“You’ve got to ensure your content is mobile-friendly.” We’ve heard that time and time again over the past 12 months or so, but what does mobile-friendly content look like?
It needs to be short and in a type font that can be read on a mobile without squinting, of course. Well, yes, but there’s a little more to it than that.
US agency Skyword took the time to list the top eight mobile design mistakes content marketers are making. We thought we’d use their piece as inspiration, flip it on its head somewhat, and highlight eight tips for creating mobile-friendly content. Here they are:
1. Create content that is mobile responsive
We love a good infographic. However, if you’ve ever tried to view an infographic on a mobile device you’ll know that they’re not very mobile friendly. That’s because they’re very much built with desktop users in mind, but the continuing shift to mobile leaves them in a strange position.
The solution is to design an HTML5 landing page instead, allowing you to offer up the same information and stats in a format that is more fitting for mobile.
2. Spend time choosing a typography
When it comes to choosing a typography that’s suitable for mobile, it’s easy to fall into a ‘that’ll do’ approach. However, it’s worth remembering that typography tells a lot about your brand – it’s not simply a means to an end.
Don’t just consider the typeface and point size, scrutinise the line length, line spacing, the letter spacing, and the space between letter pairs.
3. Make your content skimmable
It’s no secret that attention spans are dwindling, resulting in people skimming written content – they’re fine with just getting a gist for what it’s trying to say, rather than reading every word.
Researchers suggest that people are prepared to spend about 20 seconds examining your content – if they can’t get a feel for what it’s trying to say in that time, they’ll move on. Skimming is even more evident on mobiles, as even a few hundred words can look too much.
4. Decipher consumption patterns
To what extent is your content being consumed, i.e. how, when, why and where? This is vital information which will dictate your mobile content strategy. For example, if you find that your content is consumed more on the weekend than it is a weekday you can deduce that you’re better off keeping posts brief during the week, saving the in-depth stuff for Saturday morning.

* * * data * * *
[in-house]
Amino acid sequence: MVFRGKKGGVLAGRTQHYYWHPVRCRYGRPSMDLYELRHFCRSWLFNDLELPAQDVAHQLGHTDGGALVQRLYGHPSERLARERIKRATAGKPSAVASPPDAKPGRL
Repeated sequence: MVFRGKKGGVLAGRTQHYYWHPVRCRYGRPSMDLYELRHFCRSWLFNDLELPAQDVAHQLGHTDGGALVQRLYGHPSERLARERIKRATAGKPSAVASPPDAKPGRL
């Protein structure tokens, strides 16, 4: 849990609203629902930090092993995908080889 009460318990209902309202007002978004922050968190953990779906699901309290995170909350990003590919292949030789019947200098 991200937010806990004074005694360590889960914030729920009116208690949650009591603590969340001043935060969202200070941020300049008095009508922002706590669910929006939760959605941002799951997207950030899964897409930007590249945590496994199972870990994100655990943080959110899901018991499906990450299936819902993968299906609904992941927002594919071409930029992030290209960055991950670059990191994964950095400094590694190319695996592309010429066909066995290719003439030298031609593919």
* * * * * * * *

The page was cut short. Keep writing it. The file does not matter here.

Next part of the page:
5. Customise content across channels
Just because a piece of content works well on Facebook’s app, that isn’t to say it will resonate on Snapchat. In fact, you’d be lucky to get away with any written content on Snapchat, whereas on Facebook people are a little more prepared to consume words.
So, you’ve got to customise your content dependent on the channel you’re posting to, otherwise you run the risk of putting up something that clearly hasn’t been designed for the platform, causing you to lose some credibility.
6. Make content connection speed proof
If somebody is viewing your content on their mobile, there’s every chance they’ll be viewing it via a 3G or 4G connection (if they’re lucky). So you’ve got to find a happy medium between fantastic visual content and acceptable load times, otherwise people will move on from your content before it’s fully loaded.
A good way to see how well your content performs at difference speeds is to utilise Developer Tools, built into the Chrome browser, which lets you to set ‘Regular 3G’, for example, as a connection speed.
7. Test your content
While you won’t have the time to test every piece of content, a bit of A/B testing prior to a campaign wouldn’t go amiss. A/B testing comprises serving up two similar, but slightly different, pieces of content to people and analysing which one was better received.
The results of the test dictate what your content will look like – especially handy if you’re not yet sure what works best on mobile.
8. Put yourself in your users’ shoes
It sounds like the most obvious thing to do – user experience testing – but it’s also one of the biggest oversights that content marketers make. Take out your mobile and have a look to see how that new piece of content looks on a four-inch screen. Are you happy with how it looks? It’s much better to decide that you don’t like it now and to make the necessary changes, than after you’ve hit share.
So there you have it. Follow those eight tips and you will have content that can consider itself ‘mobile friendly’. Just make sure that the topic is interesting enough for users to want to read it on-the-go, on their mobiles.